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Bio 151 lecture 2 innate immunity
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Bio 151 lecture 2 innate immunity



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  • 1. INNATE IMMUNITY Our Non-Specific Defenses References: 1. Immunology by Kuby 2. Microbiology by Tortora 3. Essentials of Immunology by Roitt Marilen M. Parungao-Balolong
  • 2. WHAT YOU NEED TO KNOW Differentiate innate from adaptive immunity Define important terms related to innate immunity Be familiar with the 4 types of defense/ barriers in innate immunity Be familiar with cells of the innate immunity and their important roles
  • 3. Innate vs Adaptive Immunity Susceptibility: Lack of Resistance to a Disease Immunity: Ability to ward off disease Innate immunity: Defenses against any pathogen Adaptive immunity: Immunity, resistance to a specific pathogen
  • 4. Recall: the Lymphatic System Q: Why do you think your lymph nodes swell when there is infection?
  • 5. 4 Types of Defensive Barriers in Innate Immunity Anatomic/Physical Physiologic Phagocytic Inflammatory
  • 6. Anatomic: Skin Serves as a Physical Barrier Epidermis consists of tightly packed cells with KERATIN, a protective protein Normal Microbiota: Microbial antagonism/ competitive exclusion: Normal microbiota compete with pathogens
  • 7. Anatomic: Mucous Membranes Ciliary escalator: Microbes trapped in mucus are transported away from the lungs Lacrimal apparatus: Washes eye Saliva: Washes microbes off Urine: Flows out Vaginal secretions: Flow out
  • 8. SUMMARY: Skin & Mucous Membranes
  • 9. physiologic: low pH & Chemicals Fungistatic fatty acid in sebum Low pH (3-5) of skin Lysozyme in perspiration, tears, saliva, and tissue fluids Low pH (1.2-3.0) of gastric juice Transferrins in blood find iron (Bind Serum iron) NO inhibits ATP production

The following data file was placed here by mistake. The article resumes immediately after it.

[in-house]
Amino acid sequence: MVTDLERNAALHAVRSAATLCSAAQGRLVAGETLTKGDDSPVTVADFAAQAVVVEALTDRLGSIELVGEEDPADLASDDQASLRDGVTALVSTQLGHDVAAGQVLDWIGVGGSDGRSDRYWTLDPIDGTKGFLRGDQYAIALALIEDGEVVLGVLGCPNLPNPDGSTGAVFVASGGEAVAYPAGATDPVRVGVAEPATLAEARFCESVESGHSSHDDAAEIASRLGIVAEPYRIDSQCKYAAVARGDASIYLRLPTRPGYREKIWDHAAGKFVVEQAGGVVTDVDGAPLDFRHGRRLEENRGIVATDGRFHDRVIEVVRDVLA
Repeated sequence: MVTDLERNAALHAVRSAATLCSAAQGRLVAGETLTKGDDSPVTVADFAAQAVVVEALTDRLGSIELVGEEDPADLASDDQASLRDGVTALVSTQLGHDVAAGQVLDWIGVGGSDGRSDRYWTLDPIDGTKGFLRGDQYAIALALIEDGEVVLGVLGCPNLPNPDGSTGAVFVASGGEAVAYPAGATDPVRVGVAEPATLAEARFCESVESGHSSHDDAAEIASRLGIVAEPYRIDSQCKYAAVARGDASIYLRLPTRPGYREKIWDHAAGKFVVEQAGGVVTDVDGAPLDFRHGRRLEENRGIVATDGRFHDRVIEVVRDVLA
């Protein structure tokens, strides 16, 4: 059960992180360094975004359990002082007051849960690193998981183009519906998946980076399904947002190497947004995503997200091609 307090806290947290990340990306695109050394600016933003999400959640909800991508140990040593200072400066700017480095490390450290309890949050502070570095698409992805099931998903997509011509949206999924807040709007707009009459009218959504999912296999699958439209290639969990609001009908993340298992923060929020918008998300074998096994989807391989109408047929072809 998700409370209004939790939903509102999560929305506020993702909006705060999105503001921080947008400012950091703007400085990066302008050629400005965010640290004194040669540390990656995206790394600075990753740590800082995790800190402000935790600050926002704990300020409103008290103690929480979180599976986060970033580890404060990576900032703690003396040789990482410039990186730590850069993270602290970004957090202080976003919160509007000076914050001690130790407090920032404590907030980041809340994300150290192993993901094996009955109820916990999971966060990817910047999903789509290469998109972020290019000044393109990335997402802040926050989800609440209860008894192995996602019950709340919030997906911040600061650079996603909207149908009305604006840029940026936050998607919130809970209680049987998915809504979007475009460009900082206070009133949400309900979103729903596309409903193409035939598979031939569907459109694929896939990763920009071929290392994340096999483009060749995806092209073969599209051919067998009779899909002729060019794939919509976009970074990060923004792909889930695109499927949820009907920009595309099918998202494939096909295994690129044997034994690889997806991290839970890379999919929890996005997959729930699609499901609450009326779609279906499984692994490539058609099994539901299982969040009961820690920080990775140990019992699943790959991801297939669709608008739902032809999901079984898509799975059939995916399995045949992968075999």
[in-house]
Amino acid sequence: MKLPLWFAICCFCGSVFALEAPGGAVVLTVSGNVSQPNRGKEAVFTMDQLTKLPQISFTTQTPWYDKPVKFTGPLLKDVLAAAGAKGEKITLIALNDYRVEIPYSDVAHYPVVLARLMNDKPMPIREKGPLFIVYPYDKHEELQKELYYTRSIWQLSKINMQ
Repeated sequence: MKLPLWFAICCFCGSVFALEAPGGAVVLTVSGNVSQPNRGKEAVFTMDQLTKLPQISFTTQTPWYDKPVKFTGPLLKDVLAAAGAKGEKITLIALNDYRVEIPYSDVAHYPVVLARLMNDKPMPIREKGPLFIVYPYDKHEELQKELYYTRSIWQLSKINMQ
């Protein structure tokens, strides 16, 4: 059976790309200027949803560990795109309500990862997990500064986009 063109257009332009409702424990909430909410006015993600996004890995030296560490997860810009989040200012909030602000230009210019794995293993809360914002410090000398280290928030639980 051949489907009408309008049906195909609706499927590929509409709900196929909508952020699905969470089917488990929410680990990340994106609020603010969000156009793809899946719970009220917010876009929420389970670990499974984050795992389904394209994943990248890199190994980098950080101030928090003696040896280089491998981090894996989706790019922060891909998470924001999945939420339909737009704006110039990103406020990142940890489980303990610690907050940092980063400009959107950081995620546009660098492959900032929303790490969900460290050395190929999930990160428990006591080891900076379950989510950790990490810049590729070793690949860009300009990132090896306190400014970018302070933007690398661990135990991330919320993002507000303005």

• 10. Physiologic: Temperature (FEVER) Increased in Body Temperature Hypothalamus normally set at 37°C Gram-negative endotoxin cause phagocytes to release interleukin–1 (IL–1) Hypothalamus releases prostaglandins that reset the hypothalamus to a high temperature Body increases rate of metabolism and shivering which raise temperature When IL–1 is eliminated, body temperature falls (crisis)
  • 11. Physiologic: Temperature (FEVER) Advantages Increase transferrins Increase IL–1 activity Disadvantages Tachycardia Acidosis Dehydration
  • 12. Nice to KNow: Sickle Cell Gene & Malaria Resistance
  • 13. Differential White Cell Count 1. Neutrophils: Phagocytic 2. Basophils: Produce histamine 3. Eosinophils: Toxic to parasites and some phagocytosis 4. Dendritic cells: Initiate adaptive immune response 5. Monocytes: Phagocytic as mature macrophages a. Fixed macrophages in lungs, liver, and bronchi b. Wandering macrophages roam tissues 6. Lymphocytes: Involved in specific immunity
  • 14. To Be Discussed Fully in the next Lecture : Adaptive Immunity
  • 15. phagocytosis Phago: from Greek, meaning eat Cyte: from Greek, meaning cell Ingestion of microbes or particles by a cell, performed by phagocytes
  • 16. Phagocytic Barrier *** PLay Detailed Video
  • 17. Who Can Evade This Process...
  • 18. Inflammatory Barriers Signs & Symptoms: Redness, Pain, Heat, Swelling (edema) Processes Involved Acute-phase proteins activated (complement, cytokine, and kinins) Vasodilation (histamine, kinins, prostaglandins, and leukotrienes) Margination and emigration of WBCs Tissue repair
  • 19. What are Released?
  • 20. Important Steps: 1. Tissue Damage 2. Vasodilation & Increased Blood Vessel Permeability
  • 21. 3. Migration 4. Tissue Repair *** PLAY Detailed Video
  • 22. the complement system Serum proteins activated in a cascade *** PLay Detailed Video
  • 23. alternative versus classical be Familiar with the Similarities & Differences...
  • 24. the lectin pathway
  • 25. Effects of Complement Activation Opsonization or immune adherence: Enhanced phagocytosis Membrane attack complex: Cytolysis Attract phagocytes
  • 26. Some Bacteria Can Evade This Process... How? Capsules Prevent C Activation Surface lipid-carbohydrates prevent MAC formation Enzymatic digestion of C5a
  • 27. Interferons Host-Cell Specific but not Virus Specific SO HOW DOES IT STOP VIRUSES??? Alpha IFN and Beta IFN: Cause cells to produce antiviral proteins that inhibit viral replication Gamma IFN: Causes neutrophils and macrophages to phagocytize bacteria
  • 28. Interferons
  • 29. To Summarize....